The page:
Another real case, this time a homicide, provided an opportunity to validate the procedure and verify that it was viable in real-world situations. In July 2016, a man was killed and dismembered in Colombo and his body parts buried in different places in rural Araucaria. The victim’s ex-wife later confessed to the murder and told police where she had buried the body parts. Soil stuck to the shovel she used matched samples taken from the burial sites, backing up her version of events, the UFPR researchers said in an article describing the case published in the Journal of Forensic Sciences in 2020. The technique seemed to work well and was put to the test once more in another murder, a femicide that took place in 2018.

In the early hours of May 9, a woman disappeared in Colombo. Her body was found almost a month later, about 50 kilometers from the city, in a ditch at the side of a road between Curitiba and the coast of Paraná. On May 19, the victim’s ex-boyfriend, a military police officer, was arrested on suspicion of her murder. Security cameras from the building where she lived captured her leaving in the night, accompanied by her ex-boyfriend. The accused, however, denied the allegations and claimed he had not been on the road where her body was found. Called in to help search for evidence, the UFPR team looked for soil samples inside the suspect’s vehicle, where they can often be found. “The car pedals and carpets were clean,” recalls Testoni, who helped collect the samples and is currently doing a postdoctoral fellowship in forensic sciences at the Federal University of Pelotas (UFPEL).

On the outside, however, there was a small amount of soil inside one of the fenders and on one of the wing mirrors—about 0.5 grams in total. Preliminary mineralogical analyses revealed that the samples contained potassium feldspar, a mineral typical of granite soils, a rock commonly found in the area the victim’s body was dumped. Soil samples were then taken from different points along the road and analyzed at the UFPR laboratory. The chemical and mineralogical profile of the soil found on the vehicle matched the samples taken from near where the body was found, the researchers reported in an article published in the journal Science & Justice in 2019. The defendant remains in prison awaiting trial.

Researchers refined their analysis methods and wrote a standard operating procedure for crime scenes

“Fingerprints and DNA samples allow us to identify a person who has commited a crime, while forensic entomology—the study of insect larvae on corpses—helps us establish a time of death. Soil analysis, meanwhile, enables us to connect the suspect or objects the suspect has used to a crime scene,” explains Rodrigo Studart Corrêa, an investigator from the Federal District Civil Police. Corrêa met Melo in 2015 and did a postdoctoral fellowship at the UFPR laboratory. When he returned to Brasília in 2017, he began incorporating forensic soil analysis into police procedure. “We are implementing it very cautiously because no matter the outcome, there is always an impact on someone’s life. A false positive result is damaging to the accused, while a false negative affects the victim’s family,” says Corrêa, who has already helped to obtain evidence in a number of investigations, from low-level crimes to homicides.

In one case, a man was killed and dismembered after a disagreement at a party in Planaltina, near Brasília, in 2020. His body was buried in a suitcase far outside the city. A dirty shovel and a hoe were found in the house of a suspected accomplice. Soil analysis indicated that the traces on the hoe did not match samples from the burial site, but the soil on the shovel did, providing evidence against the alleged accomplice. “Our report helped link the shovel to the grave,” says Corrêa.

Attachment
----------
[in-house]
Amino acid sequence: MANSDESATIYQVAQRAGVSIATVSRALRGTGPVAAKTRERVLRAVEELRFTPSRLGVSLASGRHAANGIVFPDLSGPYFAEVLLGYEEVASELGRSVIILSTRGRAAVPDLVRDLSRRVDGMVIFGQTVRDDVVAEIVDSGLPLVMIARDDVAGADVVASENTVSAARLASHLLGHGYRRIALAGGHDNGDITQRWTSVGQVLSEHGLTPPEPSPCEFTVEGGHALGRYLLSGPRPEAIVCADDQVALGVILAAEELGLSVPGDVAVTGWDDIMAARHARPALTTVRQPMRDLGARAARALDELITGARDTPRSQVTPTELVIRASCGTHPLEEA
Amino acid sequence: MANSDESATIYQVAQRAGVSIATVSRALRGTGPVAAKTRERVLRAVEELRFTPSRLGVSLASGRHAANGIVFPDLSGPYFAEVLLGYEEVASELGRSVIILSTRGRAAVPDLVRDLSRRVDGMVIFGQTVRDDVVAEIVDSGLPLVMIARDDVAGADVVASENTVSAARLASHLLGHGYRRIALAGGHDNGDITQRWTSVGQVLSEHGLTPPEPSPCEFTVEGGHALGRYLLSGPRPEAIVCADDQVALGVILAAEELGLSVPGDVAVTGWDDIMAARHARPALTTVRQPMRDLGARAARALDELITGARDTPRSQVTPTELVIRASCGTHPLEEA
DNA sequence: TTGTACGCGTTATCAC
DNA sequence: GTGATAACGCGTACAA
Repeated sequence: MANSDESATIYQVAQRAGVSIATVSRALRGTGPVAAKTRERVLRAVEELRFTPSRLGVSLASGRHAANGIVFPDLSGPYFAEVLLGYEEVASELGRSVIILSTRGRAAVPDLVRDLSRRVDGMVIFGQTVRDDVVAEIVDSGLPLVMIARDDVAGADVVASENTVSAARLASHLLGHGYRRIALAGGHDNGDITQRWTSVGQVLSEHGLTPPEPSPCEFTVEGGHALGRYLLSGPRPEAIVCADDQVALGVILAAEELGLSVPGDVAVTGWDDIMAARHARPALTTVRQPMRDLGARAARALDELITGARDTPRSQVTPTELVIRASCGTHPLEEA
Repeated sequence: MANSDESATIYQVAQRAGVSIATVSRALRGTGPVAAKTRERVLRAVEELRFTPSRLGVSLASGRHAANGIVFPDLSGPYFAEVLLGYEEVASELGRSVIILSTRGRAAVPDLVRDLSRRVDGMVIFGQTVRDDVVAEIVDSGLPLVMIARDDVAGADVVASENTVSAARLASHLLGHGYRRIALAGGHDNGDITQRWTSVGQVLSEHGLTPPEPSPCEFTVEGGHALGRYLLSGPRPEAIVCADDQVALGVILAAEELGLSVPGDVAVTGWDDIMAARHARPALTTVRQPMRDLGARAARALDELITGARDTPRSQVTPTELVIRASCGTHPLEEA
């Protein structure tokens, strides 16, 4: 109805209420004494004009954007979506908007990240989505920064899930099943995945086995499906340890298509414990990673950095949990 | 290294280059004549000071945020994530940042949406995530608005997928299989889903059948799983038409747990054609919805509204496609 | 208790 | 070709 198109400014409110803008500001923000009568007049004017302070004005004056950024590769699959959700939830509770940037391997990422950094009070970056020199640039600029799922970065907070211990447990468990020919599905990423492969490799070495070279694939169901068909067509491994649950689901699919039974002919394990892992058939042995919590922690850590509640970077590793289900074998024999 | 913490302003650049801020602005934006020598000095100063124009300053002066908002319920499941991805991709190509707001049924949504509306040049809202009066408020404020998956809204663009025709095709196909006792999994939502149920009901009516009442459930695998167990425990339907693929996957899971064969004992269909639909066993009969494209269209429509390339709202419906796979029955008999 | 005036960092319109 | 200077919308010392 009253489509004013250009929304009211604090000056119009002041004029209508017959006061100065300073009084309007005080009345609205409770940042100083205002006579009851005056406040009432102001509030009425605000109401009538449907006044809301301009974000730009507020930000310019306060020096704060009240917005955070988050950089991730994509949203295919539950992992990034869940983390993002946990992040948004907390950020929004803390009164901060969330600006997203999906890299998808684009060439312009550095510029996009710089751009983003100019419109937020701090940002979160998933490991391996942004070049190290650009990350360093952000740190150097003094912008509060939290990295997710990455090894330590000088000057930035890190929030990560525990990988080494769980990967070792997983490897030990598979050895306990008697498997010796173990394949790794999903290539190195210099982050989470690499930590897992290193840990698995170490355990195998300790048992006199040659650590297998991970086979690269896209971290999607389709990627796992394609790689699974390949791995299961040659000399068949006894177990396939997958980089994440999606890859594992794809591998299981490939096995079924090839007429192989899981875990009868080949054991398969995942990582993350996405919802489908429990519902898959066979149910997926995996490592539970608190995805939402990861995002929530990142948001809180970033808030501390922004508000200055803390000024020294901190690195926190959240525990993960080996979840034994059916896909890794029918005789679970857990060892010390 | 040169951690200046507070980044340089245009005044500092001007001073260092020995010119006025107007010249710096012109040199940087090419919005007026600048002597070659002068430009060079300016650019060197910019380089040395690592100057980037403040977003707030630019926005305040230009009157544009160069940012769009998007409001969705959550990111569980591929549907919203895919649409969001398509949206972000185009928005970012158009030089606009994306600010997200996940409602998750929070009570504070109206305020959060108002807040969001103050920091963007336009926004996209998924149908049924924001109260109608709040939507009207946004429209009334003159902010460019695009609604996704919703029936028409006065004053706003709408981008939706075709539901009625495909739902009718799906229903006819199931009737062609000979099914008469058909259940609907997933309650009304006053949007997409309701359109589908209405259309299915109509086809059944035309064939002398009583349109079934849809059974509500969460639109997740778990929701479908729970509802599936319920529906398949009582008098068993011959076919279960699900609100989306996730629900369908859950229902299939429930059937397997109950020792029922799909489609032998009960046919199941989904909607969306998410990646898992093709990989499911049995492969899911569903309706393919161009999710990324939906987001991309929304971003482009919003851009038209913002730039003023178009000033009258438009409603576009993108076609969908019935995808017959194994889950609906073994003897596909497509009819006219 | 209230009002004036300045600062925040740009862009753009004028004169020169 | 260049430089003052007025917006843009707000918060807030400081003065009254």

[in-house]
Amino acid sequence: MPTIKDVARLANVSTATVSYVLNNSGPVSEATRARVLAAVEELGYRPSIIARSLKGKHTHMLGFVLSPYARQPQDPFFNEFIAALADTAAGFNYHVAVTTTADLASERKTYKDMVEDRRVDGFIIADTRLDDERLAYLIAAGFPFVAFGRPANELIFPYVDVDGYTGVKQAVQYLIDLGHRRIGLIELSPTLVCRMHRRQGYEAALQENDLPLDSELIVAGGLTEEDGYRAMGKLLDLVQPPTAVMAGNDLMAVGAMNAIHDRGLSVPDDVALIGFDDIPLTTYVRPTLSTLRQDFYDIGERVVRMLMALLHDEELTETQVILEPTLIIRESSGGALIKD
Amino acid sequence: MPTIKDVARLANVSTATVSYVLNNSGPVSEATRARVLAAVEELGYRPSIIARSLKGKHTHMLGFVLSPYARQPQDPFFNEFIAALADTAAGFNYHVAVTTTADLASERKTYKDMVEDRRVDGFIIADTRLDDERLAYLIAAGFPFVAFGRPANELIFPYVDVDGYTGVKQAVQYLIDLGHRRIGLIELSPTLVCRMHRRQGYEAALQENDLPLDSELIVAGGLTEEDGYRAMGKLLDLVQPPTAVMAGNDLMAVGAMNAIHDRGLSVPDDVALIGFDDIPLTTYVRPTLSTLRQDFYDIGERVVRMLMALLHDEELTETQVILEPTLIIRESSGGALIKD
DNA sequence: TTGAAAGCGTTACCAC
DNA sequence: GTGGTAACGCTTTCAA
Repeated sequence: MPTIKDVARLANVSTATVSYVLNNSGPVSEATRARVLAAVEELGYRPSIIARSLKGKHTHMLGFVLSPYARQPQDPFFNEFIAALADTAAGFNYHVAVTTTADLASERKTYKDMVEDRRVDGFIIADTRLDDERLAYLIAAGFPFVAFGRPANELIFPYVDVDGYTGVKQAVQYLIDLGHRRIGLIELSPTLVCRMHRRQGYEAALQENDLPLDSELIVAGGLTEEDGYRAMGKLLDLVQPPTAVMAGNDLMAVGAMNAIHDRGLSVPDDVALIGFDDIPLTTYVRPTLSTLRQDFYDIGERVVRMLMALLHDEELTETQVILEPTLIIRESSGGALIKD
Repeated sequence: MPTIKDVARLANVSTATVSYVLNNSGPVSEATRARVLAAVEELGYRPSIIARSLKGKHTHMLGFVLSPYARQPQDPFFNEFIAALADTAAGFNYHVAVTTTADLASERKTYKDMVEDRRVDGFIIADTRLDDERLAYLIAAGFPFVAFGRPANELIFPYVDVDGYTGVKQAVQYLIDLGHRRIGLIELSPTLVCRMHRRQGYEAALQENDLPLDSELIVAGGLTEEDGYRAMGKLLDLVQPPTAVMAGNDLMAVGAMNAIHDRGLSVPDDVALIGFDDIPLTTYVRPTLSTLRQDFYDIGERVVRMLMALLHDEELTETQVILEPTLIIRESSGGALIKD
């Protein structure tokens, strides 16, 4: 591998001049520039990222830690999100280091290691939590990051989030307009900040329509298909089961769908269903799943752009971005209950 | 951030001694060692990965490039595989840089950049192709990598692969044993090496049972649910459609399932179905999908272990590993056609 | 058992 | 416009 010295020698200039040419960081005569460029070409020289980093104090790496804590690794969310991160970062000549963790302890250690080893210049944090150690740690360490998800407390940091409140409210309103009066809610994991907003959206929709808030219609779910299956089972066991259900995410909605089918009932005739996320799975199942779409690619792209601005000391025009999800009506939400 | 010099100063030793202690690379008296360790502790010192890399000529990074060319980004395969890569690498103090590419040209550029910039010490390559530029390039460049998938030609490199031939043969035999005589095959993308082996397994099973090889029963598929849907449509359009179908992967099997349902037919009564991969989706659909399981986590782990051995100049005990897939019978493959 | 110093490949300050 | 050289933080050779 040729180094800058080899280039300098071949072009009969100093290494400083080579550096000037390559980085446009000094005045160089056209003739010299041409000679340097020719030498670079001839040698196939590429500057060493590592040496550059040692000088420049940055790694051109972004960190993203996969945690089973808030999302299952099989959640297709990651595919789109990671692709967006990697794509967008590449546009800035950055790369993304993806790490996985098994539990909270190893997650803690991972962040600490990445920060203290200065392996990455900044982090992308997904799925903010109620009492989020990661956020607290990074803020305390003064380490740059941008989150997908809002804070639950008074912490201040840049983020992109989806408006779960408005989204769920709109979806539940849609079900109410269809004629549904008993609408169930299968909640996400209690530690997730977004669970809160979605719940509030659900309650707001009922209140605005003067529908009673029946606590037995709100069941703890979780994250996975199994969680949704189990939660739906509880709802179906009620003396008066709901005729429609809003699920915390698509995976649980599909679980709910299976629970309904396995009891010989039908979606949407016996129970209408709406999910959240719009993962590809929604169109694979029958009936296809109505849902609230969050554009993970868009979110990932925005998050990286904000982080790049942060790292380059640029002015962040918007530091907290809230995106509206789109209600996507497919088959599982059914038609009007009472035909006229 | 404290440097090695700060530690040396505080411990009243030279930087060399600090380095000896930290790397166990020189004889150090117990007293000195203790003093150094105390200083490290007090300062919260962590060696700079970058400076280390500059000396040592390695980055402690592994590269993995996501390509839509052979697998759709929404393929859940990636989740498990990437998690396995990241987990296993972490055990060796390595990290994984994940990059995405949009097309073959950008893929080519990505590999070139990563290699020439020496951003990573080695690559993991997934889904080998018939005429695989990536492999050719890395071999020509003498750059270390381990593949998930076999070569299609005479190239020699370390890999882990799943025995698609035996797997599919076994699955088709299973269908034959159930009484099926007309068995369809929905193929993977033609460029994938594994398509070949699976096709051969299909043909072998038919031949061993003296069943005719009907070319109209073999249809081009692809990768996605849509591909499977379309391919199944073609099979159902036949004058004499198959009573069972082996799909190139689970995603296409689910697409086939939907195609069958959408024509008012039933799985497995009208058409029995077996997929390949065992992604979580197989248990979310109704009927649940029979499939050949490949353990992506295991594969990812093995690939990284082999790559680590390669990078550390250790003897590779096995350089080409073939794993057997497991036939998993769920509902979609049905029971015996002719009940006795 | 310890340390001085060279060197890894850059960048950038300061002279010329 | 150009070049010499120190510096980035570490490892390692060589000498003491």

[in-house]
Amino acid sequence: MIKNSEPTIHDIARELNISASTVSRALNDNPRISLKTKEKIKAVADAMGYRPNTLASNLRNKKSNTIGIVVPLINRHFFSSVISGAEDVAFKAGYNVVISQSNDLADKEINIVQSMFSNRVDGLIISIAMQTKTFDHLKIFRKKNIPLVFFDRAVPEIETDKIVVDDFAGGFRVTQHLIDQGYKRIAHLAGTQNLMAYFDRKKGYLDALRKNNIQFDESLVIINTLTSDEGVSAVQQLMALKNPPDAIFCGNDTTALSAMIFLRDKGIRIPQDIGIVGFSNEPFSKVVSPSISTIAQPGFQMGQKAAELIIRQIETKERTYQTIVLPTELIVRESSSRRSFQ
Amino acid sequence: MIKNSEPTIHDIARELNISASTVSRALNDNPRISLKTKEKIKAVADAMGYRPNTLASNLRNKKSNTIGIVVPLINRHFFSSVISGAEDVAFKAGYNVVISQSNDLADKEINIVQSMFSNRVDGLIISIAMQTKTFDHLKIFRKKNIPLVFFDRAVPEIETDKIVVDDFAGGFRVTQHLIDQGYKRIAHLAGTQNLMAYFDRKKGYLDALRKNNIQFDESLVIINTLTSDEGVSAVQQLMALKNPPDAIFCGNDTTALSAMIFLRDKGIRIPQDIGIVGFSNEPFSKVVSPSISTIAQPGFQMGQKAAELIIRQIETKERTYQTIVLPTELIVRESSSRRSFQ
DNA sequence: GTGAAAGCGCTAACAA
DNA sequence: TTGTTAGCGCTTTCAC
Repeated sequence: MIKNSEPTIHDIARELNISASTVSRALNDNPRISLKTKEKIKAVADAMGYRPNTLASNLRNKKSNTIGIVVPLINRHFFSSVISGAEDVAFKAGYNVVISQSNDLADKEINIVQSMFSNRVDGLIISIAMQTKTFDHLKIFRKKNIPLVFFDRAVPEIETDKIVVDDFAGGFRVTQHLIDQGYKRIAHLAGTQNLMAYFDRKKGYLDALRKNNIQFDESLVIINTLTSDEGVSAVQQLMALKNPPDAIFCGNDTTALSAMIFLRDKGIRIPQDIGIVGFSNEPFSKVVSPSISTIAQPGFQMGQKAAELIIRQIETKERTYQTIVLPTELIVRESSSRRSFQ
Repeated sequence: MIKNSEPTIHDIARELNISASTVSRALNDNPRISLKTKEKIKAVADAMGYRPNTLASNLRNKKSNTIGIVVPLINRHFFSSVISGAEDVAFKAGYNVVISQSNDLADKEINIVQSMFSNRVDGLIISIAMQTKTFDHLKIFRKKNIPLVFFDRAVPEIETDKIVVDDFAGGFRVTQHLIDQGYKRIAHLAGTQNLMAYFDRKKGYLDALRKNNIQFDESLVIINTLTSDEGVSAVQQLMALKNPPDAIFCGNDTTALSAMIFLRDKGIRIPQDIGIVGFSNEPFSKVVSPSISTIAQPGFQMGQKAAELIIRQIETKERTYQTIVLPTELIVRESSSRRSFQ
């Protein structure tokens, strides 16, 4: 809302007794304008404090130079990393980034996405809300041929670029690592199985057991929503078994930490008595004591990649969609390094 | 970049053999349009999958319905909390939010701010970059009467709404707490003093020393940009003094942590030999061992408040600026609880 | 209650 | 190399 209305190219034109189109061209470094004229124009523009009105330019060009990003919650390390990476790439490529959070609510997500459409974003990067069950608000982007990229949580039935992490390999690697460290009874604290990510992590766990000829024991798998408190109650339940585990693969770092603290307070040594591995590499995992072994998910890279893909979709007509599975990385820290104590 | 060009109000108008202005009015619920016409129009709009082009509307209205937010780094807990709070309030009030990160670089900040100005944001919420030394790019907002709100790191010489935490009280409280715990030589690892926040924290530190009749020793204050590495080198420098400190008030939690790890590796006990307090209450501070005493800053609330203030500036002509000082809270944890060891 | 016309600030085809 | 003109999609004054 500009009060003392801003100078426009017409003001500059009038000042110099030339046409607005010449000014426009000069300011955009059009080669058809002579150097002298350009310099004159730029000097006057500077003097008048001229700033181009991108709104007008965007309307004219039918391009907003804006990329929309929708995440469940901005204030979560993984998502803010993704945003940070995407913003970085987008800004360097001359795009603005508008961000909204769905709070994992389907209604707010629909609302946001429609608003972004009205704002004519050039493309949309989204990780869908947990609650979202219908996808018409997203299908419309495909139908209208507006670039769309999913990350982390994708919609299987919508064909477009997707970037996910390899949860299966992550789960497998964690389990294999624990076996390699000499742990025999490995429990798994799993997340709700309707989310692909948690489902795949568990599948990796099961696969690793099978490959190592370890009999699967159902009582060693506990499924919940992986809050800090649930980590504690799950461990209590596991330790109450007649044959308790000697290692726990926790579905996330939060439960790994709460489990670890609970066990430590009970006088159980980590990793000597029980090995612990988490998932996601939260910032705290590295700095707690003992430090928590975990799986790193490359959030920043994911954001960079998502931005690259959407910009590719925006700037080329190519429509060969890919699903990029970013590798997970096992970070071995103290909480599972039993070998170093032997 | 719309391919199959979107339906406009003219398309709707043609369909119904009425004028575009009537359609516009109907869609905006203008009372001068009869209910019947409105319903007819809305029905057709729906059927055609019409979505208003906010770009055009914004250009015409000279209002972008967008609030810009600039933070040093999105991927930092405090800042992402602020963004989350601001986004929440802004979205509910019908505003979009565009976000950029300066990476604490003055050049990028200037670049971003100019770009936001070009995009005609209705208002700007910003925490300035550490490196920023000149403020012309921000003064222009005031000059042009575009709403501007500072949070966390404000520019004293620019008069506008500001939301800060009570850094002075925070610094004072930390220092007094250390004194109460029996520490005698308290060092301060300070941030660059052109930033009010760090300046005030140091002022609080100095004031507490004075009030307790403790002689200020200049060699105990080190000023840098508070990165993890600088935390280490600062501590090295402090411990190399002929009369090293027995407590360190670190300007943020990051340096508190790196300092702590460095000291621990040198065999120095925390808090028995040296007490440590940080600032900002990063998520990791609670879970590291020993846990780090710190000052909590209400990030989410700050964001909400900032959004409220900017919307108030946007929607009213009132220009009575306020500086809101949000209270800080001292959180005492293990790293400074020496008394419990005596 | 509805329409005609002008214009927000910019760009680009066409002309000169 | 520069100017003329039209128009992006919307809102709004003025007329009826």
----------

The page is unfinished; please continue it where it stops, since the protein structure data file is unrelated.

Soil analysis in criminal investigations is not new, but the approach has advanced significantly and become more sophisticated in recent decades, earning increased attention in many forensic science institutes. It is said that the ancient Romans were pioneers of this scientific practice, inspecting the hooves of horses from their enemy’s armies to determine where they came from. According to experts in the field, the first documented use of forensic soil analysis in a criminal investigation took place in Prussia in April 1856. A barrel of silver coins was loaded onto a train, but when it arrived at its destination, it was instead filled with sand. German naturalist and geologist Christian Ehrenberg (1795–1876), who was called in to assist with the case, took soil samples from every station the train had stopped at and examined them under a microscope to identify when the exchange had been made, ultimately helping to catch the culprit.

Between then and the early 2000s, little changed. “The use of forensic soil analysis was rare, usually involved a simple visual analysis, and was highly dependent on the knowledge of the specialist,” says Corrêa. Major advances were driven by the work of academic researchers, such as Lorna Dawson and Australian agronomist Robert Fitzpatrick, founder of the Centre For Australian Forensic Soil Science, who adapted techniques used in agriculture to investigative forensics and helped solve crimes that had received international coverage. In one, known as the World’s End case in reference to a pub in Edinburgh, Scotland, that two young women had visited the night they were killed in 1977, Dawson helped to describe the sequence of events surrounding the murder using soil traces collected from the foot of one of the victims and kept as evidence for 37 years. His report, produced in 2014, contributed to another conviction for serial killer Angus Sinclair (1945–2020). “If we can establish soil analysis as routine in police work, maybe it could become as widespread as DNA testing,” says Corrêa.

Scientific articles
MELO, V. F. et al. Chemical, physical and mineralogical characterization of soils from the Curitiba Metropolitan Region for forensic purpose. Forensic Science International. Aug. 2008.
TESTONI, S. A. et al. Validation of a standard operating procedure (SOP) for forensic soils investigation in Brazil. Revista Brasileira de Ciências do Solo. Sept. 4, 2019.
TESTONI, S. et al. The use of a sequential extraction technique to characterize soil trace evidence recovered from a spade in a murder case in Brazil. Journal of Forensic Sciences. June 24, 2020.
MELO, V. F. et al. Can analysis of a small clod of soil help to solve a murder case? Science & Justice. Nov. 2019.